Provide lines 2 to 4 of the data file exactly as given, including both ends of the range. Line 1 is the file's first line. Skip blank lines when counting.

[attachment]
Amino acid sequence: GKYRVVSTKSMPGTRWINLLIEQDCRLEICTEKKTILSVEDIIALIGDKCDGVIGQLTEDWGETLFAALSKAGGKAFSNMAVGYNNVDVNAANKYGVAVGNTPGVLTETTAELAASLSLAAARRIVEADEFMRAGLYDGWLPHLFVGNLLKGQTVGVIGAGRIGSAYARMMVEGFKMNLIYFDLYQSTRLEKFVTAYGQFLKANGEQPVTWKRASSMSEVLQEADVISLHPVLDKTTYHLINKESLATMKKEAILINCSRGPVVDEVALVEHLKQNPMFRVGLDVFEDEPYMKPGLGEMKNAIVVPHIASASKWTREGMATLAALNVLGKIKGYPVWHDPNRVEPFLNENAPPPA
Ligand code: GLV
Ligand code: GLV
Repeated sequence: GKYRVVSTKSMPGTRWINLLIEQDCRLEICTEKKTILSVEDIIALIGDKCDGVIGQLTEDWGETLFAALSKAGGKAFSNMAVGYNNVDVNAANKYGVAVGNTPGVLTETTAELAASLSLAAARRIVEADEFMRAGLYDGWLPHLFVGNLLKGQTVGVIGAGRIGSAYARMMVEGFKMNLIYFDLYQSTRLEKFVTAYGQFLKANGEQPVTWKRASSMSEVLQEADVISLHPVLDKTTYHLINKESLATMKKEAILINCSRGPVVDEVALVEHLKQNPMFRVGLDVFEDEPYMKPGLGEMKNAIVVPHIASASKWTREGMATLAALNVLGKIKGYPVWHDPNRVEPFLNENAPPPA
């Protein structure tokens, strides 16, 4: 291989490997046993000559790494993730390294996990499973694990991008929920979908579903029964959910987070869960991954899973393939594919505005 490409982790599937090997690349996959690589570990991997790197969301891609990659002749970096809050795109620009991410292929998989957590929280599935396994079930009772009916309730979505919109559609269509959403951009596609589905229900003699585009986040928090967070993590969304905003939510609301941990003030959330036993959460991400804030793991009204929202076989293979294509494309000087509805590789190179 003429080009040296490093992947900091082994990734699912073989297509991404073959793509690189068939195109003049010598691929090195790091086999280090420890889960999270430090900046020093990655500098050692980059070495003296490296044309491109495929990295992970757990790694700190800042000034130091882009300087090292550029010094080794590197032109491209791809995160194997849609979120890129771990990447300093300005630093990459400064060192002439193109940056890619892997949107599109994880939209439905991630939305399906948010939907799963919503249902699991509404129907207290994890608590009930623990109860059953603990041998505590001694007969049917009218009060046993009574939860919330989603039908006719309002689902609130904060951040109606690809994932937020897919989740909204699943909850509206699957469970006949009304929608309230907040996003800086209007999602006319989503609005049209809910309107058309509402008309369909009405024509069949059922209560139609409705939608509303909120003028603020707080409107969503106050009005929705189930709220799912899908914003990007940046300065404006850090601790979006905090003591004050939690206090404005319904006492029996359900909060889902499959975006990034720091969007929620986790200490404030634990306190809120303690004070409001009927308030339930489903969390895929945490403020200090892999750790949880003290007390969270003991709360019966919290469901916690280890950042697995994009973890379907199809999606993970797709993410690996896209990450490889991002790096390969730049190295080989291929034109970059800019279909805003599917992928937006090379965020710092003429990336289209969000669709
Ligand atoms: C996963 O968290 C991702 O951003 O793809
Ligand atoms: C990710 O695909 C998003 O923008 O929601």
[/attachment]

Ligand code: GLV
Ligand code: GLV
Repeated sequence: GKYRVVSTKSMPGTRWINLLIEQDCRLEICTEKKTILSVEDIIALIGDKCDGVIGQLTEDWGETLFAALSKAGGKAFSNMAVGYNNVDVNAANKYGVAVGNTPGVLTETTAELAASLSLAAARRIVEADEFMRAGLYDGWLPHLFVGNLLKGQTVGVIGAGRIGSAYARMMVEGFKMNLIYFDLYQSTRLEKFVTAYGQFLKANGEQPVTWKRASSMSEVLQEADVISLHPVLDKTTYHLINKESLATMKKEAILINCSRGPVVDEVALVEHLKQNPMFRVGLDVFEDEPYMKPGLGEMKNAIVVPHIASASKWTREGMATLAALNVLGKIKGYPVWHDPNRVEPFLNENAPPPA